This chair from IKEA is currently my daily ride.

Make sure that it is adjustable for height, so that your other ergonomics are correct (so that you are looking down at your computer screen, not up; wrists up off the keyboard while you type, not resting on the desk.) You might want to invest in an adjustable height desk or table, as well.

Also, invest in a good set of headphones. I have this set and they are pretty great. Comfortable enough for long Skype sessions or for listening to music throughout the day (they’re also great for blocking out the kids when they’re home for summer or Christmas…)

Getting Out

Now that you have your dedicated home workspace set up, identify some nearby out-of-the-home locations where you can take your laptop and work remotely a few times per month. I’ve found that the occasional change of scenery really helps my productivity. Go find a Starbucks, or a public library (or even a university library) — they all tend to have decent wi-fi access and comfortable seating.

Break Time

When you’re at home by yourself, it’s really easy to get caught up in projects. You sit down at 8:00 a.m. to start your day and, before you know it, it’s time for dinner and you’re mentally exhausted.

Make a point of taking a break a few times a day. A real break. A brief period of time when you do not do any work or think about work. Try not to eat at your desk; but if you do, put something awesome on your screen for thirty minutes and don’t respond to email. You’ve earned it. Probably.

I’m not much for exercise, but I’ve also found that it’s really helpful to get up and do some walking, once or twice a day. Even if I only have a few minutes between conference calls, I’ll at least get out of my chair and walk around the block. It helps.

Stay in Touch

I’m not someone who gets lonely, and that’s the case for working from home. Still, if you work for a company with more than one employee, you will need to figure out the communications portion of the transition.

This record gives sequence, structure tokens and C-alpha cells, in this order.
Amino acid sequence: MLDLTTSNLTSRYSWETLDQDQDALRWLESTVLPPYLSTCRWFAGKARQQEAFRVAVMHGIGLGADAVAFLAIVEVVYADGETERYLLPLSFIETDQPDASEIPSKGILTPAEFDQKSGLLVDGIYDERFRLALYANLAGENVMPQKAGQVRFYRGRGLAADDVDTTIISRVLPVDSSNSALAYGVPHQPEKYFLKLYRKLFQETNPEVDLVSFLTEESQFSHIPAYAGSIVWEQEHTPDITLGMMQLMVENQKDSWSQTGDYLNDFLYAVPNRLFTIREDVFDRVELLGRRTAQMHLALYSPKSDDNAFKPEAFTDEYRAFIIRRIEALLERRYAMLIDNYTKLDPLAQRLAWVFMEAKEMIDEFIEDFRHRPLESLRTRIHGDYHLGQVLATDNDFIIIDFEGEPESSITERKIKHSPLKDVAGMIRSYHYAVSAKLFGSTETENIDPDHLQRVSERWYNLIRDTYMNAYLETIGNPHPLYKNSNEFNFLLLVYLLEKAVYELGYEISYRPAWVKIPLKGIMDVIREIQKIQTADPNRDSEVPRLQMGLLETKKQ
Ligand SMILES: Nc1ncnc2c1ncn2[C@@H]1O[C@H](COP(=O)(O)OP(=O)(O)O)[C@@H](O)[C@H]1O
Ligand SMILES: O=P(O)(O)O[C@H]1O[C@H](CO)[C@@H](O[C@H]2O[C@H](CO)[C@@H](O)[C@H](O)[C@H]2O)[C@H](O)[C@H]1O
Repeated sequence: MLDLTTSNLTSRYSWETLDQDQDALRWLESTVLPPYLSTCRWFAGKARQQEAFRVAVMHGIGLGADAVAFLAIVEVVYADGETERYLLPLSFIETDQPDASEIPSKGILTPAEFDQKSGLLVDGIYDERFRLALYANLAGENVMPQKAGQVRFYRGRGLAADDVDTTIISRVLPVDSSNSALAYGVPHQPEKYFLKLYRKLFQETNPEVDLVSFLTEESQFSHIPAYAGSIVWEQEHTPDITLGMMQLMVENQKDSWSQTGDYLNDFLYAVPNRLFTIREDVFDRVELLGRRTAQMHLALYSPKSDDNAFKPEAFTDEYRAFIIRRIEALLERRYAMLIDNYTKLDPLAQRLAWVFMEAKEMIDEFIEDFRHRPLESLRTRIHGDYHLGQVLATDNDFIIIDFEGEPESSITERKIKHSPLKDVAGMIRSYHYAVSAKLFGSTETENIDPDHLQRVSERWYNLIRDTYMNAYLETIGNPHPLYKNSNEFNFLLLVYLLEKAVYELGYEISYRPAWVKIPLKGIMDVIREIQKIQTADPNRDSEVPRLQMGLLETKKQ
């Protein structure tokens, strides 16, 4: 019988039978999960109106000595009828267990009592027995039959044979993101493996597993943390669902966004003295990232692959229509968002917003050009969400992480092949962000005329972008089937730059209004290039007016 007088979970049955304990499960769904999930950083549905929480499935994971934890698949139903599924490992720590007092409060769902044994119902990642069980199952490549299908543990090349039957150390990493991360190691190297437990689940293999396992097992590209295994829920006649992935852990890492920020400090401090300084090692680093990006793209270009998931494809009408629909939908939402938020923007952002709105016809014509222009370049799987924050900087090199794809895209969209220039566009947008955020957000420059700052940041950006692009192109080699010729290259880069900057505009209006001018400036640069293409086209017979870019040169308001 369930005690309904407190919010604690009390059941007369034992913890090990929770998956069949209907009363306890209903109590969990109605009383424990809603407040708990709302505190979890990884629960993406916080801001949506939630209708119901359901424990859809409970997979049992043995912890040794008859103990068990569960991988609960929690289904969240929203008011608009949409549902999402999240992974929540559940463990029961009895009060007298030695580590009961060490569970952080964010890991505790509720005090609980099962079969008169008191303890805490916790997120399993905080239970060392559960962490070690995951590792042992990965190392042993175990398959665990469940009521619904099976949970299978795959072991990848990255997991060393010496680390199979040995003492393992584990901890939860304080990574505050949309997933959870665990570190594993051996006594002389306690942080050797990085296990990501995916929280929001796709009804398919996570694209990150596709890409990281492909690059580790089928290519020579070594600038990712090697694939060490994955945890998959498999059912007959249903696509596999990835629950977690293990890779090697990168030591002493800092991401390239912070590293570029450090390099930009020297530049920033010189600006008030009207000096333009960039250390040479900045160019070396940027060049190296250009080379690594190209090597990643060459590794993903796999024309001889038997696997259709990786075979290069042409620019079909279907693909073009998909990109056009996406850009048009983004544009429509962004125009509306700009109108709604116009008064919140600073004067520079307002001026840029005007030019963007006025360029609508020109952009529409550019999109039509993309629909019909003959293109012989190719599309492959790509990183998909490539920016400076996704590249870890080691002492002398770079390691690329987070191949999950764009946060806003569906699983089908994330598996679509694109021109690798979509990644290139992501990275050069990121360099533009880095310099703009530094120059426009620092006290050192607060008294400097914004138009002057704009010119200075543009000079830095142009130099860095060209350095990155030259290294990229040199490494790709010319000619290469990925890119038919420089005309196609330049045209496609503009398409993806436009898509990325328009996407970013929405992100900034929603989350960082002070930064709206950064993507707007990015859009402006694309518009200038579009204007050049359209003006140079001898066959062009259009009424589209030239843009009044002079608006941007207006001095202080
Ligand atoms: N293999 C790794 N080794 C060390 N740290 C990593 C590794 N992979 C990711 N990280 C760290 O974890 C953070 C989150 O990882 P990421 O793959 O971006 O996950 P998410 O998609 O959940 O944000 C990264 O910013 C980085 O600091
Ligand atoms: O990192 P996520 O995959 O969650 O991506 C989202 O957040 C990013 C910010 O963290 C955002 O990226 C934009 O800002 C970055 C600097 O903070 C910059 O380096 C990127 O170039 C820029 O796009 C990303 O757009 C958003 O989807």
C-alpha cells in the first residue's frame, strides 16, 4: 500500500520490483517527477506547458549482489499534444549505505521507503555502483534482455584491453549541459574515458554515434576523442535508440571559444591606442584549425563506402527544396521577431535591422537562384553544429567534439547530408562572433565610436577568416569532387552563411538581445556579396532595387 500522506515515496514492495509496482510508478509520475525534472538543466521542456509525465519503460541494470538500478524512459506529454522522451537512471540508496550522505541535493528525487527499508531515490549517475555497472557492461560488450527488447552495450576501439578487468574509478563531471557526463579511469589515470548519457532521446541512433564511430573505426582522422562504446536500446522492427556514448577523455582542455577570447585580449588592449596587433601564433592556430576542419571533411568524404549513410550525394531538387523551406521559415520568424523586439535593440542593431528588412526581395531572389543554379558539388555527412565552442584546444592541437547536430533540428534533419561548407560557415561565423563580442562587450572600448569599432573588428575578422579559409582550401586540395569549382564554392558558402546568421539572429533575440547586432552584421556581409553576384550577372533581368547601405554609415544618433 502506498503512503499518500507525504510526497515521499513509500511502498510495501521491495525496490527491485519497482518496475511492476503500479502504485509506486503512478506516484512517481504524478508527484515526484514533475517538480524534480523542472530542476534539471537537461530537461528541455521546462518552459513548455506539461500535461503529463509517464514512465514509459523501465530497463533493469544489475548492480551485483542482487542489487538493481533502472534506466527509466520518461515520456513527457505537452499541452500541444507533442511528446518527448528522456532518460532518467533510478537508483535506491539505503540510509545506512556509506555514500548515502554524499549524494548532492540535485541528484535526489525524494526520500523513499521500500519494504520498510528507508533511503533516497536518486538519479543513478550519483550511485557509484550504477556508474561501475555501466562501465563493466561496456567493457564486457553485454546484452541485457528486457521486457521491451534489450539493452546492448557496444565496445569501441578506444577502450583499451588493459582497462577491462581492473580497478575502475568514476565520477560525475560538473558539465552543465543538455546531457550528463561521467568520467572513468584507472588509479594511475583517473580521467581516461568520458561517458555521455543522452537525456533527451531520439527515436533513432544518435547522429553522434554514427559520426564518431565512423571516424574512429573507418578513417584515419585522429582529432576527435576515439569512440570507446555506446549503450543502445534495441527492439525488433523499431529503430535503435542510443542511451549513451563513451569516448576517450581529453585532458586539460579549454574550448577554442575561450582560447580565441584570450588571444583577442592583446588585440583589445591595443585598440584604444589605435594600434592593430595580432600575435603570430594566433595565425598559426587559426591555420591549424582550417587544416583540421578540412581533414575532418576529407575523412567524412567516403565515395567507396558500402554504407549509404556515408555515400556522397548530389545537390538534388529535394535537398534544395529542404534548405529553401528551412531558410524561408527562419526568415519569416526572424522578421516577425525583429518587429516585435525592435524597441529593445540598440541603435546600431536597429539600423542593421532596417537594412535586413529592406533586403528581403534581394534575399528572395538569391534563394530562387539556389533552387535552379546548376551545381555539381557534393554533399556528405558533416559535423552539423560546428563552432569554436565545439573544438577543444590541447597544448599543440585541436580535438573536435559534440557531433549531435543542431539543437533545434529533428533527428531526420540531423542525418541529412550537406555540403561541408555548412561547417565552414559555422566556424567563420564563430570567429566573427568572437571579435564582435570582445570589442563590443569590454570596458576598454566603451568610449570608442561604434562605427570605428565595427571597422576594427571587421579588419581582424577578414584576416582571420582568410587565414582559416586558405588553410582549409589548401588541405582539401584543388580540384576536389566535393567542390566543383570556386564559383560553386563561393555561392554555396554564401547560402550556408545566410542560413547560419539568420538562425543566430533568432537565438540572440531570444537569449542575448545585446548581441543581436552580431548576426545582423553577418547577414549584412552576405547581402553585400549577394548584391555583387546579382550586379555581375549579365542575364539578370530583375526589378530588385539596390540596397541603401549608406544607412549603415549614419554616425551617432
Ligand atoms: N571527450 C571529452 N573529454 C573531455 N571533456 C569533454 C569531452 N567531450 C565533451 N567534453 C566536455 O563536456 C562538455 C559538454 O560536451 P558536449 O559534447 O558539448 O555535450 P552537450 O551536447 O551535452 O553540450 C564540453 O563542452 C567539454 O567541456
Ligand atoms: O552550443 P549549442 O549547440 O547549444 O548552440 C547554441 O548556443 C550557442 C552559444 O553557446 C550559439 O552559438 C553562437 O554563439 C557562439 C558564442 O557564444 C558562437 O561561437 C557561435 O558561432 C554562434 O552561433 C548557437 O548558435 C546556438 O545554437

Don’t let your bosses forget you exist (this should go without saying.) Make sure your coworkers know that you are still a vital company resource, and that you can be depended upon. Be responsive to their emails and available for their phone calls.

I have an office phone which my coworkers can use to dial me, but I prefer Skype or Google Hangouts. I think that being able to see each other every day has helped me maintain a connection with my colleagues which might have faded over email. We hold a daily group Skype with peers (no suits) to start the day, and it really, really helps.

And let us not forget the glory of Slack. For company-wide communications, private conversations, file sharing, and NSFW GIFs, there is no better solution than Slack. It’s hard to imagine doing my job without it.

Dress for Success

Others might feel differently about this one, but I think that even though I’m working from home, I still need to dress professionally. No, I’m not wearing a suit, but I’m never in a t-shirt and sweats. For me, it’s always at least a polo and khakis, and some business casual shoes.

There’s something to the idea that if I’m dressed the part, then I can better act the part of a professional. It’s a slippery slope from swapping my khakis for sweats and, before I know it, I’ll be on the couch with my laptop, maybe not doing any work at all (possibly [likely] day-drinking.)

This rule does not apply to shaving. Webcams are still of a low enough quality that I can usually go 3-4 days before co-workers start to notice that I am grizzly.

Your System

These are the things that work for me. When I started working from home, I wasn’t sure it was going to be for me. I had serious concerns about my ability to stay on task during the work day and complete my projects. But I truly believe that now, by setting some rules for myself, I am a more productive employee than I have ever been at any time in the past.

What has worked for me might not work for you. But if you can find a way to work from home, and stay productive, I highly recommend it.